I’m grieving. I’m ecstatic and thoughtful and catching up on sleep, and I’m grieving.

I had everyone I could sign the little blank passport notebook I won during one of the shipboard writing challenges. Instructors, new dear friends, people I met once, a collage of the hands and pens that changed my life. On the second-to-last page, while we waited to disembark, Mary Robinette Kowal jotted the line I needed: You are out of excuses.

Now write.


Leave a comment

Filed under Events and Experiences, Writing

It’s the Simple Things

Welp, it would seem that my intent to blog during Camp NaNo was a wash. I did complete the 50,000-word challenge, 12k of that in the last two days, but I didn’t get the story to any meaningful conclusion and I’m a little burnt out on that world. Not a wasted effort, but not one that’s going to pay dividends in the short term, and that’s okay.

However, I am now free to get back to rewriting Lord Luck, my 2010 NaNo, and it’s taken me a week to even partially re-immerse myself in it. I love this world and these characters so much, even my absolute plethora of witting and unwitting villains (seriously, I just did a tally and my scorned minor deity of death is directly or indirectly using seven different characters in her schemes…who does she think she is, Mr. Gold?), and I want to do them all justice. Which is why, I think, rewriting is so much scarier than writing the first time around (and why, incidentally, I now know from personal experience why bringing a work-in-progress to any kind of NaNo-style challenge, even the much less formal Camp NaNo, is a bad bad bad idea. The burnout I mentioned? That’s totally my own fault. DON’T BRING A PREVIOUSLY STARTED WORK INTO NANO, KIDS).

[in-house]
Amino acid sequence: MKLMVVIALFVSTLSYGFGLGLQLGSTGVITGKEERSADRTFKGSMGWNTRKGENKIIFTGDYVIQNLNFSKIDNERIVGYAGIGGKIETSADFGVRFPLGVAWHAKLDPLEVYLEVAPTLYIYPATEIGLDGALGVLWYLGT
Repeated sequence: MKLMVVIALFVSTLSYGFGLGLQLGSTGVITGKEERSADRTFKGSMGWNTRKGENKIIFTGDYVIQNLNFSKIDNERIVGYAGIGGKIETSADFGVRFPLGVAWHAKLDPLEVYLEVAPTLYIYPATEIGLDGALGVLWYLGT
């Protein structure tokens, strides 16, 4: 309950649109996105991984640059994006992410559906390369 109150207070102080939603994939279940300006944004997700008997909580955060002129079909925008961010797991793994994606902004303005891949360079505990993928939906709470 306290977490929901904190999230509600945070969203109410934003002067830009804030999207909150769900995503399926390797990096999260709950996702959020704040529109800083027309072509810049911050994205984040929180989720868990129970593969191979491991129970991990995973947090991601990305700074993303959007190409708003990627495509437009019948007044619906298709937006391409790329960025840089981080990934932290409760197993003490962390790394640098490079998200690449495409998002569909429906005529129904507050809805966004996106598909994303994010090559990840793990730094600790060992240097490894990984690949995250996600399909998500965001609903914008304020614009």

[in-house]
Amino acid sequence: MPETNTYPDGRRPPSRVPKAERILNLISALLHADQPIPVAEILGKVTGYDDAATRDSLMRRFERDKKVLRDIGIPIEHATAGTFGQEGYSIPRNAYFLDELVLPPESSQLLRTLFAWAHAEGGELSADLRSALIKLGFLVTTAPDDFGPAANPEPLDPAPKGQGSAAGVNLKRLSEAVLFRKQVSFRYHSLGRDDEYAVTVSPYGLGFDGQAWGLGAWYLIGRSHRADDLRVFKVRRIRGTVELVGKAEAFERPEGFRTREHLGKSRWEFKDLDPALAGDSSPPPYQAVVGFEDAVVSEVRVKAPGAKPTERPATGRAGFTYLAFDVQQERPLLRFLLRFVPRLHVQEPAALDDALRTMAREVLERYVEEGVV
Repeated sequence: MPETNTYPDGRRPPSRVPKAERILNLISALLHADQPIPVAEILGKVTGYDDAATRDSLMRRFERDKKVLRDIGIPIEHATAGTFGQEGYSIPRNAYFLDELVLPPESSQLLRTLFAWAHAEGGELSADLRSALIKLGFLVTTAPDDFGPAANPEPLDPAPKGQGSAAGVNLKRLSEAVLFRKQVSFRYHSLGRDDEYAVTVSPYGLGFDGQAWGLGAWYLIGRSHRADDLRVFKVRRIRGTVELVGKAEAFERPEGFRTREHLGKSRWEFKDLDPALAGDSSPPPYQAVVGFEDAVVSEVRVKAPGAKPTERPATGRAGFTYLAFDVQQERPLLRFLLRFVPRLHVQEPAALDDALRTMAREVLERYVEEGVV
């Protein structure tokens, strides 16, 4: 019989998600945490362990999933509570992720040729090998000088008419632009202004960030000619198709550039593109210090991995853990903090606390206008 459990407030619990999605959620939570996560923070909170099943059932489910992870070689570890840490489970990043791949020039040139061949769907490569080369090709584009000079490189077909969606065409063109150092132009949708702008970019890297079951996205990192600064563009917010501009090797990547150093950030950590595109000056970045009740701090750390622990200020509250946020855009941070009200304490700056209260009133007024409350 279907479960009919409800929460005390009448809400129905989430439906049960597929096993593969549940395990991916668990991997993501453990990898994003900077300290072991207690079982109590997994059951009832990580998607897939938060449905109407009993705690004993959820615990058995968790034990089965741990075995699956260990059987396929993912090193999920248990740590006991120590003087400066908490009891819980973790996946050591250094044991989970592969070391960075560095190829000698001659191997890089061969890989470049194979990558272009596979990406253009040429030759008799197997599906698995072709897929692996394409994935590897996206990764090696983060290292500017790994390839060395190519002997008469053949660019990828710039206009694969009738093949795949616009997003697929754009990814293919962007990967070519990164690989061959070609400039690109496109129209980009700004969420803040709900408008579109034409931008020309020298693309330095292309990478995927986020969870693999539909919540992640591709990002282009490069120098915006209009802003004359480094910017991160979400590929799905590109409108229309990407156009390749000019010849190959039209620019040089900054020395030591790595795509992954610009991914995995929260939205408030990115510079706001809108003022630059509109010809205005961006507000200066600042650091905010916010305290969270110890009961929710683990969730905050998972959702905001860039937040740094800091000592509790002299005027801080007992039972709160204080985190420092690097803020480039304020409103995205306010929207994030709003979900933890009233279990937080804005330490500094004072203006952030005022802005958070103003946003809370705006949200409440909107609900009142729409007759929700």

Getting back into this rewrite, I’m really trying to get to the heart of my main character development arc, and it’s pretty standard coming-of-age fare: character starts off unprincipled and irresponsible, becomes more principled and responsible, eventually confessing to crimes and shouldering the consequences. “And how,” I have asked myself since November 2010, “can I show this character as unprincipled, even a thief, as he’s stated to be?”

And today, after nineteen long months, the answer came to me.

By actually showing him steal something.

It’s the smallest things that evade me sometimes. Always check the simplest solutions first.

Leave a comment

Filed under Writing

Wasting Time (for the Greater Good)

June’s almost here. When it arrives, I’m starting Camp NaNoWriMo, a light summer version of the 50k-in-a-month challenge that I’ve done since I was twelve. I’m doing that despite the numerous projects I’ve assigned myself this summer (most of them costumes) and the book I’m picking away at revising. Objectively, in writing a new work (okay, finishing an existing one–summer isn’t sacred the way November is, and I’m openly rebelling) when I already have seven redeemable novels is a waste of time.

Don’t care. I need to be writing, and these characters want me to write about them. I would say something like “Don’t you hate when that happens?”, but it’d fall flat. I don’t hate it. I love it when my characters perk up enough to talk to me (even when those conversations include an attempted roundhouse kick to the face).

I’ll be posting a lot about Camp NaNo, and I hope that anyone who’s drifted over from my NaNoWriMo profile will join in. June is a challenge for me because of the smaller community (and community, for NaNo-like projects, is essential). Good luck, Godspeed, and write like you can’t fail.

Leave a comment

Filed under Writing